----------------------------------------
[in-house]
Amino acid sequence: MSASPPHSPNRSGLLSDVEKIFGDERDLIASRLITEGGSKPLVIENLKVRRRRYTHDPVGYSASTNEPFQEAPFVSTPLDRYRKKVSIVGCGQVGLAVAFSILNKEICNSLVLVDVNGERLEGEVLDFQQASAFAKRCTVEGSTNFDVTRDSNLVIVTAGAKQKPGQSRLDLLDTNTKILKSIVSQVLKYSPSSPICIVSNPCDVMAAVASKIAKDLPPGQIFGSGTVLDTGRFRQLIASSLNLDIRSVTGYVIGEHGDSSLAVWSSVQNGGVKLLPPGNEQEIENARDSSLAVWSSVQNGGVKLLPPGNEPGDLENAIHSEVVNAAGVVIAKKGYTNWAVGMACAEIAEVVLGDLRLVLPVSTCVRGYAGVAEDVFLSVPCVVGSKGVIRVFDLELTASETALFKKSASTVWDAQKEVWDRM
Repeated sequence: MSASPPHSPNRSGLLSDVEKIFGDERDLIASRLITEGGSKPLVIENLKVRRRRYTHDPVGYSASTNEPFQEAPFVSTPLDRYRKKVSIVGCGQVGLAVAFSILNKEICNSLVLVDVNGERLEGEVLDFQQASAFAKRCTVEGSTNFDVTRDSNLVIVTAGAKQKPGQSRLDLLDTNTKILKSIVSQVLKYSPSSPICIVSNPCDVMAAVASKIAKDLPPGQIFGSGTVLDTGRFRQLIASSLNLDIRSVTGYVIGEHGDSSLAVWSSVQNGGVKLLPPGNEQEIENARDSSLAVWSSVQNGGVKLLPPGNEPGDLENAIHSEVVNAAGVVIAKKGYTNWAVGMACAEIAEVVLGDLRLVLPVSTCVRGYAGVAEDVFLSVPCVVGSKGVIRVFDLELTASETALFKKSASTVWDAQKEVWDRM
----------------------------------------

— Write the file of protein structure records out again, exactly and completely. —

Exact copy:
[in-house]
Amino acid sequence: MSASPPHSPNRSGLLSDVEKIFGDERDLIASRLITEGGSKPLVIENLKVRRRRYTHDPVGYSASTNEPFQEAPFVSTPLDRYRKKVSIVGCGQVGLAVAFSILNKEICNSLVLVDVNGERLEGEVLDFQQASAFAKRCTVEGSTNFDVTRDSNLVIVTAGAKQKPGQSRLDLLDTNTKILKSIVSQVLKYSPSSPICIVSNPCDVMAAVASKIAKDLPPGQIFGSGTVLDTGRFRQLIASSLNLDIRSVTGYVIGEHGDSSLAVWSSVQNGGVKLLPPGNEQEIENARDSSLAVWSSVQNGGVKLLPPGNEPGDLENAIHSEVVNAAGVVIAKKGYTNWAVGMACAEIAEVVLGDLRLVLPVSTCVRGYAGVAEDVFLSVPCVVGSKGVIRVFDLELTASETALFKKSASTVWDAQKEVWDRM
Repeated sequence: MSASPPHSPNRSGLLSDVEKIFGDERDLIASRLITEGGSKPLVIENLKVRRRRYTHDPVGYSASTNEPFQEAPFVSTPLDRYRKKVSIVGCGQVGLAVAFSILNKEICNSLVLVDVNGERLEGEVLDFQQASAFAKRCTVEGSTNFDVTRDSNLVIVTAGAKQKPGQSRLDLLDTNTKILKSIVSQVLKYSPSSPICIVSNPCDVMAAVASKIAKDLPPGQIFGSGTVLDTGRFRQLIASSLNLDIRSVTGYVIGEHGDSSLAVWSSVQNGGVKLLPPGNEQEIENARDSSLAVWSSVQNGGVKLLPPGNEPGDLENAIHSEVVNAAGVVIAKKGYTNWAVGMACAEIAEVVLGDLRLVLPVSTCVRGYAGVAEDVFLSVPCVVGSKGVIRVFDLELTASETALFKKSASTVWDAQKEVWDRM